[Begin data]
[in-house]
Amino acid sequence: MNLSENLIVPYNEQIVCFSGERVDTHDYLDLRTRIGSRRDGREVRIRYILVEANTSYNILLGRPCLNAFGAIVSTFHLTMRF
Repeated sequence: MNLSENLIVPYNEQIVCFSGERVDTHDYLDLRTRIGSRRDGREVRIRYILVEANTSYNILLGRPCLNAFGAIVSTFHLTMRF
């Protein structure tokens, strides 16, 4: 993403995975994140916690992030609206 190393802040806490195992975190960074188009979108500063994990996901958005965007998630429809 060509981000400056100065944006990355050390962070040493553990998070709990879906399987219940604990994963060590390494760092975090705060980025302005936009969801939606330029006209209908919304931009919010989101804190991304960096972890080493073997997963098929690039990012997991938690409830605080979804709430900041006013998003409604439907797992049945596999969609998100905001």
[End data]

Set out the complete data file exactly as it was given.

[in-house]
Amino acid sequence: MNLSENLIVPYNEQIVCFSGERVDTHDYLDLRTRIGSRRDGREVRIRYILVEANTSYNILLGRPCLNAFGAIVSTFHLTMRF
Repeated sequence: MNLSENLIVPYNEQIVCFSGERVDTHDYLDLRTRIGSRRDGREVRIRYILVEANTSYNILLGRPCLNAFGAIVSTFHLTMRF
């Protein structure tokens, strides 16, 4: 993403995975994140916690992030609206 190393802040806490195992975190960074188009979108500063994990996901958005965007998630429809 060509981000400056100065944006990355050390962070040493553990998070709990879906399987219940604990994963060590390494760092975090705060980025302005936009969801939606330029006209209908919304931009919010989101804190991304960096972890080493073997997963098929690039990012997991938690409830605080979804709430900041006013998003409604439907797992049945596999969609998100905001």